I was single for a long time before I married. When I say a long time, I mean pretty much my whole adult life. From eighteen to thirty-two, I didn't have a boyfriend (or a girlfriend). (I didn't have a boy/girlfriend before that either, but it didn't seem to matter as much before eighteen.)

Oh, there was the odd adventure; a couple of brief dalliances; one or two amicable liaisons; some thrilling flirtations. But for various reasons, none of these ever quite managed to cross the divide into a full-blown "relationship." Why, why, why? I tortured myself, back in my angsty early twenties; I wept and yearned; I thought I must be too plain, too short, too shy, too bad at dancing, despite the fact that none of these handicaps seemed to stop other people from finding partners.

It wasn't until my late twenties that I fully embraced, and relaxed into, my spinsterhood. So what, I decided. I liked my life. Yes, my single status probably was my own fault, but not in the way I'd thought. I was fussy. I was hanging out for a life partner; I couldn't be bothered with Not Quite Right. I didn't meet that many people that I really liked (and sometimes, when I did, there were complications, like they were already going out with someone else). I could never really understand those people who jumped from one relationship, gasping, straight into another one, without even a pause for breath in between. I was happy being single. I'm a naturally solitary person, I need time and space to myself. My life was full and interesting. I could live like this, I realised, for the rest of my life, and be content. Even after I met Michael, it took a loooong time for us to get it together, so it wasn't like I took the first chance I could get to jump ship from HMAS Bachelor Girl.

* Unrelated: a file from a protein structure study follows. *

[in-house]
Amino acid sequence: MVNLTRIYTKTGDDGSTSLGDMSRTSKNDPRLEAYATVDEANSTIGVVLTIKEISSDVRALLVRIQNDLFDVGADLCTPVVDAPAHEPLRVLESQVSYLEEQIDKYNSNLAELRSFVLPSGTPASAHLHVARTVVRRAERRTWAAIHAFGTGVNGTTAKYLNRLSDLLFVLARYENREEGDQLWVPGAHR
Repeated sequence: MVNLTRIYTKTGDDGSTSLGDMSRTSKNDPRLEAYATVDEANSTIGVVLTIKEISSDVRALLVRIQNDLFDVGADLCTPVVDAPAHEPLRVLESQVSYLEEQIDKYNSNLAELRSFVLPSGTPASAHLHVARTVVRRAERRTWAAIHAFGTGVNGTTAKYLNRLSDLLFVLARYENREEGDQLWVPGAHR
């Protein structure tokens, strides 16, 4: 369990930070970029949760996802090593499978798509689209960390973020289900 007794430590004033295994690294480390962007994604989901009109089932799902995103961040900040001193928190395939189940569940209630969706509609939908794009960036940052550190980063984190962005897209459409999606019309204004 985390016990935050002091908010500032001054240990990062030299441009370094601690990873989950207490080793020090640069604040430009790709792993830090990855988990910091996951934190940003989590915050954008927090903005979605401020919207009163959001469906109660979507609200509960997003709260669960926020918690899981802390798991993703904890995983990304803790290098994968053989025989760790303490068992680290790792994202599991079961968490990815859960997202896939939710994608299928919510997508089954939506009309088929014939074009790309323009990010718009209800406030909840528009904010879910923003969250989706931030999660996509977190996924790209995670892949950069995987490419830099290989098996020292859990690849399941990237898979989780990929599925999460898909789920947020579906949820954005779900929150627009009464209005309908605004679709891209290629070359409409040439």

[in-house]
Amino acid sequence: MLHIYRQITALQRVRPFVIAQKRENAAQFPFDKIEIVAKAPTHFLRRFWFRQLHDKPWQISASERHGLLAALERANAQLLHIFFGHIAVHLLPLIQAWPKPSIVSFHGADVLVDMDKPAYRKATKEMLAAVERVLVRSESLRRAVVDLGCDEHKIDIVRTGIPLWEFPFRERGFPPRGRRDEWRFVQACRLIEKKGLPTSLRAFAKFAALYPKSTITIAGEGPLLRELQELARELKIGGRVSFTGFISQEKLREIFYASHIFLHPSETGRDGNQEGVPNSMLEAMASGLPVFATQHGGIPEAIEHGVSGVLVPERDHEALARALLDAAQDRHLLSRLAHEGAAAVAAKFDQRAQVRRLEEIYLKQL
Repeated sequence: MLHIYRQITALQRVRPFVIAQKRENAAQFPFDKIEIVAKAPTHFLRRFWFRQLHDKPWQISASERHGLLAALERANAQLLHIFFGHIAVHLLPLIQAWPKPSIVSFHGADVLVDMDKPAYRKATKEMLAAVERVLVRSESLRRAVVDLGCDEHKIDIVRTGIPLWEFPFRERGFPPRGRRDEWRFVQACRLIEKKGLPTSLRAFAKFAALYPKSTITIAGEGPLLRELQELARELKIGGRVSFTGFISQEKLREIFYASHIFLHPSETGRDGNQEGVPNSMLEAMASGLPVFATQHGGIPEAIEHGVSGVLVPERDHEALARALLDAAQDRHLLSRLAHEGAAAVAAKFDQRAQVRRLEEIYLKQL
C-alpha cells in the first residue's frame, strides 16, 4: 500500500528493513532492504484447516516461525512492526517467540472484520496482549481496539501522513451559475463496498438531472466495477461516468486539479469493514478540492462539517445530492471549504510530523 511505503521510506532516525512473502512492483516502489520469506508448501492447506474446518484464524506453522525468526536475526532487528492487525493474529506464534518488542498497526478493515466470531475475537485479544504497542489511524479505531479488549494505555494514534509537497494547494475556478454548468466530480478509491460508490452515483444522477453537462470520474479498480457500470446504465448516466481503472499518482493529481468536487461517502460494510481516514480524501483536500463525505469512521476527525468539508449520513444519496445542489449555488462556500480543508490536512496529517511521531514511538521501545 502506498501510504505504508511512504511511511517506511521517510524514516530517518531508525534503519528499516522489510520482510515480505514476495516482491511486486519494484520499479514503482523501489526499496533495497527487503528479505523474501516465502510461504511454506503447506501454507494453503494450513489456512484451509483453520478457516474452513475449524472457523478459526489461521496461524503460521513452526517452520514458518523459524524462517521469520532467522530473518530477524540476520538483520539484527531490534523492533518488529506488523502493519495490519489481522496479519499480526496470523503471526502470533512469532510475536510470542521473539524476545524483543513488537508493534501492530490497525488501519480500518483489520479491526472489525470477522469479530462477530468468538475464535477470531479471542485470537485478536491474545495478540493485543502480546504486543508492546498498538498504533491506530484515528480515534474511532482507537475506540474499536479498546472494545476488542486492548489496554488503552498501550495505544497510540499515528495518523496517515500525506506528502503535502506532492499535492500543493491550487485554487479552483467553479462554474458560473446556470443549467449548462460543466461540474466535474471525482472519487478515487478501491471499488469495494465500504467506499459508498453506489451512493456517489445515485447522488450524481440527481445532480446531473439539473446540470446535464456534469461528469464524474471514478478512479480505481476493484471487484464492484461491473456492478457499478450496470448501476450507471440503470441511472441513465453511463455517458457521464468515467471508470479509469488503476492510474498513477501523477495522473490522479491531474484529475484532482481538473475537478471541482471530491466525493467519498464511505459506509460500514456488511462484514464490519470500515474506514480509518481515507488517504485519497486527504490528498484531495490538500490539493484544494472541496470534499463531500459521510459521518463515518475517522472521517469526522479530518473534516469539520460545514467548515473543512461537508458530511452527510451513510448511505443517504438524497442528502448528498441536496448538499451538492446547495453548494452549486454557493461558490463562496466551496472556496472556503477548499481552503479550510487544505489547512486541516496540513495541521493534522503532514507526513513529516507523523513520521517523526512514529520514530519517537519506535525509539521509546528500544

In some ways I still feel like a single girl inside. All those years on my own gave me something valuable - a sense of myself as separate and distinct, a kind of inner self-reliance (though I don't know how to pay bills any more!), the ability to go to a movie or eat a meal in a restaurant or just enjoy a night at home alone, an unwillingness to compromise on important things, and the strength to let the unimportant things slide.

They say that everyone ought to live alone, at least for a while, to learn independence. I think it wouldn't hurt for everyone to be single for a few years, too.


A Migratory Bird*

We've all been happy and excited at our house for the last few days, because our friend Jo is visiting.

Jo lives in Scotland, but she makes a (usually) annual journey to the Antipodes, staying with friends she met while backpacking in Australia and New Zealand. Way back in the late 80s I shared a tiny house with Elizabeth, Jo and Alyson; a year or so later, I did my own big European backpacking trek and stayed (probably for way too long!) with Jo and Al in Edinburgh. Those times are a blur of bicycles jostling in the narrow hallway, beers in the backyard, secondhand frocks and Doc Martens, chocolate pudding and silly hats.

It never feels like a year between visits; we always pick up just where we left off, though the children are taller, and there might be a new room on the house. And Jo has her own news to report: developments at work, romance, family. In a way, the endless cups of tea and catching up is like an annual review - what's been achieved, what's planned, how does the land lie? The subjects of Michael Apted's 7 Up documentaries have made a similar observation, that the director's regular visits have forced them to reflect on the direction of their life journeys in ways that they might not have managed otherwise.